Disparti Law Group is representing a bicycle accident victim in a case against a Chicago policeman and the City of Chicago. The defendants asked the judge to dismiss the case, claiming tort immunity because the officer was “executing and enforcing the law” at the time of the accident. However, the plaintiff and his attorneys allege that the facts of the case counter the defendant’s immunity argument.
On the day of the accident, the defendant and his partner were working an unusual shift as part of the Voluntary Violence Reduction Initiative. The officers were driving uncommon vehicles with limited computer and communications systems. That evening, the defendant received a call over the radio that another officer in the area had embarked on a foot pursuit.
Without communicating his intentions to the other officers, the defendant proceeded to the location of the foot pursuit. While following his supervising officer’s vehicle into a left turn, the defendant struck the plaintiff and his bicycle.
The plaintiff and his attorneys allege that the defendant’s view of the left turn was obstructed by his close proximity to the officer’s vehicle. Additionally, it was raining at the time, and the defendant does not recall if the windshield wipers were on nor if the left-hand turn signal was used. Neither his emergency lights nor sirens were enabled at the time of the accident.
Under §2-202 of the Tort Immunity Act, public employees are not liable for injuries they cause “in the execution or enforcement of any law” unless their behavior is “willful and wanton.” Because the defendant was a police officer on duty at the time of the accident, he claimed immunity and filed a Motion for Summary Judgement.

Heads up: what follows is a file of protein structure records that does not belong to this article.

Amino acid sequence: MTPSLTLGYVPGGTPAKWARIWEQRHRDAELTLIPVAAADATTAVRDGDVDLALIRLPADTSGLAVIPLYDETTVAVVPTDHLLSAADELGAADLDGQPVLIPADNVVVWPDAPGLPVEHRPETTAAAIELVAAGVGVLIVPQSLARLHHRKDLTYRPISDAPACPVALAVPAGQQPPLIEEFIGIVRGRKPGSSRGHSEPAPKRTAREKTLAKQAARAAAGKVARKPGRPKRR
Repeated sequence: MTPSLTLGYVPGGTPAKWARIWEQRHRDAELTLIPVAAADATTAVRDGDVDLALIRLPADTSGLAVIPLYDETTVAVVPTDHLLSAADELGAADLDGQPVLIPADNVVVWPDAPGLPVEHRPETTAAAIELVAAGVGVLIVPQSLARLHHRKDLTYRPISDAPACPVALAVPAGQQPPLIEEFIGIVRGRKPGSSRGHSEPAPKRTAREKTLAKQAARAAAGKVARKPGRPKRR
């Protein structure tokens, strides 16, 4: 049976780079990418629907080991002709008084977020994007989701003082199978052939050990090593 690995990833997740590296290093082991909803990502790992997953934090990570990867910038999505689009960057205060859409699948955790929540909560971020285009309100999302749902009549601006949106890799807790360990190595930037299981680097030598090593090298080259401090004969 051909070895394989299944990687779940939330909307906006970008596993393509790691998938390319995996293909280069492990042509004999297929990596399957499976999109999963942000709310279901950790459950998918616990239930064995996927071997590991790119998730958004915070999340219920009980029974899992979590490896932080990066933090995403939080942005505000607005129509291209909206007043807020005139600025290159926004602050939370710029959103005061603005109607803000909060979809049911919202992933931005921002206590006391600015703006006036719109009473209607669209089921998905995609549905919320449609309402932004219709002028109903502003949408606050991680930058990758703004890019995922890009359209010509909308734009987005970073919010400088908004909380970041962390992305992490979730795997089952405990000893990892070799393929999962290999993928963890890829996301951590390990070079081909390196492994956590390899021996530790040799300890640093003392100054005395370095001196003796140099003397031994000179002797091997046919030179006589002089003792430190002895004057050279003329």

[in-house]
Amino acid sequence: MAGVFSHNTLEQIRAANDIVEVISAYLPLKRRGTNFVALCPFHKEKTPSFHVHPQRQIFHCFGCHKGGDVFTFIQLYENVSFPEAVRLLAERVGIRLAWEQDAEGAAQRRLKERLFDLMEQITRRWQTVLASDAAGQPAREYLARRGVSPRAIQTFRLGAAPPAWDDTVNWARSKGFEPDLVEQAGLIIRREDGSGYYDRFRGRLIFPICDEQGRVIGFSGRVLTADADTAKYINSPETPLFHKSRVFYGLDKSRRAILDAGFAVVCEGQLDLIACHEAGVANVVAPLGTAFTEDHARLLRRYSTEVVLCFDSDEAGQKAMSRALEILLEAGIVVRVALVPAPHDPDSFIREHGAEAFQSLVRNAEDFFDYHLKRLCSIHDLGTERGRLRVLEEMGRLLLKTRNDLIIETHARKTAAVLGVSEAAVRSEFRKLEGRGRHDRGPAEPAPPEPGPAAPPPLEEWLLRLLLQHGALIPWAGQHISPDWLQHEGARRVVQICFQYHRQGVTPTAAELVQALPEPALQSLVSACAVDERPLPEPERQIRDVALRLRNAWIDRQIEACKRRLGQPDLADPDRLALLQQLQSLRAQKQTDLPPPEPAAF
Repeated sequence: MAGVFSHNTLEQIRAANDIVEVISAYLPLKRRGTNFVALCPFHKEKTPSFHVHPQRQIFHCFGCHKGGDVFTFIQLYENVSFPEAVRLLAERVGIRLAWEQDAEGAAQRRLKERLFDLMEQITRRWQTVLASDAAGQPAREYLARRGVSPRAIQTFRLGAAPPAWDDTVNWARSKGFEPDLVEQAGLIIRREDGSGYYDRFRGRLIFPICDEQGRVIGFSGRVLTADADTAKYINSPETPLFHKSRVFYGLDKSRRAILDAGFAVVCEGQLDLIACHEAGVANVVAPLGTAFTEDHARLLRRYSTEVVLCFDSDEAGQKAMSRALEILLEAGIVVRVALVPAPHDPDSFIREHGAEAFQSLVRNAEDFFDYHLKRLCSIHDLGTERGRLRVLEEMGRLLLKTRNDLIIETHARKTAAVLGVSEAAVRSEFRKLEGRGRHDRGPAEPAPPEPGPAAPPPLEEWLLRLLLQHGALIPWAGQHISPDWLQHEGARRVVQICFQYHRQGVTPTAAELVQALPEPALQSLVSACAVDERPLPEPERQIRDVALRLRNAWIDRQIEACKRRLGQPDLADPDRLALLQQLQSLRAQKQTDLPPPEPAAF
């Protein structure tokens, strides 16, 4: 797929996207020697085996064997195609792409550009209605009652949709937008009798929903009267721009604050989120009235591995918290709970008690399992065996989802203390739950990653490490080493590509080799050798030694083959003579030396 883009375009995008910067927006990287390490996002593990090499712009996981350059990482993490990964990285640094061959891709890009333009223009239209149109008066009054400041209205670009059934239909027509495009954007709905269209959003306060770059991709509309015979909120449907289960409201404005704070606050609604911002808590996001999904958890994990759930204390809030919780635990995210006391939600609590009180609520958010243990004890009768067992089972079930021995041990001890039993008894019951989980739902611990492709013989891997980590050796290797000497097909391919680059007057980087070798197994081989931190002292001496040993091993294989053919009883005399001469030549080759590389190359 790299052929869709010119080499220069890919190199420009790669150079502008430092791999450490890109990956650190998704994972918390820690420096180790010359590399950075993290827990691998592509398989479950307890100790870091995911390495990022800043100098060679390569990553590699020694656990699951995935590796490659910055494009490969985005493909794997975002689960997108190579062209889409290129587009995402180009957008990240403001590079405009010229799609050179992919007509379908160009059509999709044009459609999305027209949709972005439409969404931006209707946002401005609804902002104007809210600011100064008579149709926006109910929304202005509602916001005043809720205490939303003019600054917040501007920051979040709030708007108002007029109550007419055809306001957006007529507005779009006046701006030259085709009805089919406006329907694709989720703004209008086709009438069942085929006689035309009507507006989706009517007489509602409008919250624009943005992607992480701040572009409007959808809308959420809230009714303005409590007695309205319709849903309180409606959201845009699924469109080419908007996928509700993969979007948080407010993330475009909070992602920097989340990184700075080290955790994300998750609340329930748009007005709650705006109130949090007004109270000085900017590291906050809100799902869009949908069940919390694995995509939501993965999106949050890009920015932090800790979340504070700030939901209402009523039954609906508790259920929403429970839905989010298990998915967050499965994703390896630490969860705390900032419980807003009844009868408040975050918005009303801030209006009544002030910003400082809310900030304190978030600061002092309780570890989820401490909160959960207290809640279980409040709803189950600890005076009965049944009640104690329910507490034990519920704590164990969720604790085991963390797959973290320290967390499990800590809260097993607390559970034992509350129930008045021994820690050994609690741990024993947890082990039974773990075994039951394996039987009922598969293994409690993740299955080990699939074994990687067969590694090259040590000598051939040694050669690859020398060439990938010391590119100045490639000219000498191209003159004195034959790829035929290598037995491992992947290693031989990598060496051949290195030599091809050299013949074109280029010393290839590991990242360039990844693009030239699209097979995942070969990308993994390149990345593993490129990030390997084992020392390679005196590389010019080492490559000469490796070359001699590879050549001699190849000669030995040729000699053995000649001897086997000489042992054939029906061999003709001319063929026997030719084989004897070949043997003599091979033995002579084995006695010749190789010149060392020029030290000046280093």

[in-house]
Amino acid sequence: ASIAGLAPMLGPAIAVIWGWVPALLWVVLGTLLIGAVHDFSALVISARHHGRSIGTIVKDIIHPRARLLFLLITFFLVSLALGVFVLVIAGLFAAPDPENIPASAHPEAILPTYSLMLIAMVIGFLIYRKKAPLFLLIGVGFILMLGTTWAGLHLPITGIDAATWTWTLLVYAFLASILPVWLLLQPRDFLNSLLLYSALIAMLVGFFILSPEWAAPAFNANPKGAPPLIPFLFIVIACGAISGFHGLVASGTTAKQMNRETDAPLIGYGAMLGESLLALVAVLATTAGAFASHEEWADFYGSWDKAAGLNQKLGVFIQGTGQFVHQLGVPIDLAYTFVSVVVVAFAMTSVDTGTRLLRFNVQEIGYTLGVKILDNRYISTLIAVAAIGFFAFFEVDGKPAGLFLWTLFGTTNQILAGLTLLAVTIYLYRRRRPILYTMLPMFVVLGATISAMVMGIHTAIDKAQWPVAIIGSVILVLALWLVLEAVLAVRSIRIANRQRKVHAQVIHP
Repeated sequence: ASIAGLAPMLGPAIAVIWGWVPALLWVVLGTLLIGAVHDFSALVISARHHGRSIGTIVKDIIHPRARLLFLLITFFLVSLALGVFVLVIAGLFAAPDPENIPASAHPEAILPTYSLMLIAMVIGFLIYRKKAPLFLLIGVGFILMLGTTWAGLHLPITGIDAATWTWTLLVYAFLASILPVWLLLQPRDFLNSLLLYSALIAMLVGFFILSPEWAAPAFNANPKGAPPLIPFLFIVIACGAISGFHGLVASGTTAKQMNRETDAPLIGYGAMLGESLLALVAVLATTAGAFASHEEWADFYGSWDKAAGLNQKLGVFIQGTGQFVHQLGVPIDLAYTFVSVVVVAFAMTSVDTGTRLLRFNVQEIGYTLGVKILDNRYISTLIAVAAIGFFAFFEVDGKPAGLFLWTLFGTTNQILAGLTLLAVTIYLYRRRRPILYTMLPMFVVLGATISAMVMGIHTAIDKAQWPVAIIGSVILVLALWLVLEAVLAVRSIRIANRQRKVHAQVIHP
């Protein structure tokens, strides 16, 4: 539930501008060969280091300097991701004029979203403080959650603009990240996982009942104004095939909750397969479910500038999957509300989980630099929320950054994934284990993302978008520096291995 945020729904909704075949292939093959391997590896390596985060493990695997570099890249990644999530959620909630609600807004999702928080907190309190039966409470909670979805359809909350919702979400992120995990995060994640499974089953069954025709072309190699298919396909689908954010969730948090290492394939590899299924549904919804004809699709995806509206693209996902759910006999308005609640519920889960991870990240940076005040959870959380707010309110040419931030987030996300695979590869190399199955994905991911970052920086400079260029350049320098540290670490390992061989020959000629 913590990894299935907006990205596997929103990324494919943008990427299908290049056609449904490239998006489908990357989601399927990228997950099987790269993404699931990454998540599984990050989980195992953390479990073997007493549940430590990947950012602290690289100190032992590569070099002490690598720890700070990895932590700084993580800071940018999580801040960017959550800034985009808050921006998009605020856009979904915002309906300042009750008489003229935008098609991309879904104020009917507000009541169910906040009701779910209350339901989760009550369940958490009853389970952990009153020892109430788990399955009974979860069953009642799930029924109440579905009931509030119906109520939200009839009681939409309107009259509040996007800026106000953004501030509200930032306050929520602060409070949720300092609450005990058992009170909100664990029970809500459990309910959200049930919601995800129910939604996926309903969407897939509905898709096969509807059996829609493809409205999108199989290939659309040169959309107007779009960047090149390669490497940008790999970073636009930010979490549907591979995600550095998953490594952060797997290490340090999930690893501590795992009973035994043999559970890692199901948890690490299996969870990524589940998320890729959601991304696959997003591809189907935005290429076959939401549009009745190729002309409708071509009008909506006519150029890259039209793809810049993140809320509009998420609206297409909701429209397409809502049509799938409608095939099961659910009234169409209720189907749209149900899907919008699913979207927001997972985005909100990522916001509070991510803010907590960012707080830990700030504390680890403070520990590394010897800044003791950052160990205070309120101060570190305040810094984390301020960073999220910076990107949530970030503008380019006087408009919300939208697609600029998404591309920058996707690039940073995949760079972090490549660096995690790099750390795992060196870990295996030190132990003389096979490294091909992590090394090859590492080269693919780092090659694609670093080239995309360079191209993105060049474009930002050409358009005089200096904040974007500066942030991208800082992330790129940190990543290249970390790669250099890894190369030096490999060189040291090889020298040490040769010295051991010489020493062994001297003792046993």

The plaintiff and his attorneys dispute this immunity claim based on the circumstances of the pursuit. Firstly, the defendant was not acting as a regular patrol officer at the time and therefore had no requirement to respond to the call. In fact, his supervising officer had no explanation as to why the defendant had followed him.
The plaintiff furthermore claims that the defendant was operating the vehicle in a willful and wanton manner by failing to use the emergency lights or sirens. This behavior not only violated Chicago Police Department written policy but was negligent with regards to conventional traffic laws.
In cases involving the negligence of governmental entities or employees, it can be critical to seek the advice and counsel of a qualified lawyer. Personal injury cases against the government can quickly become complex, as they are often subject to strict deadlines, unique procedures, and immunity claims.
Accident victims deserve fair compensation even when taking on the government. If you were hurt in a car, bicycle, or pedestrian accident caused by another’s negligence, call Disparti Law Group for a free, no-obligation consultation.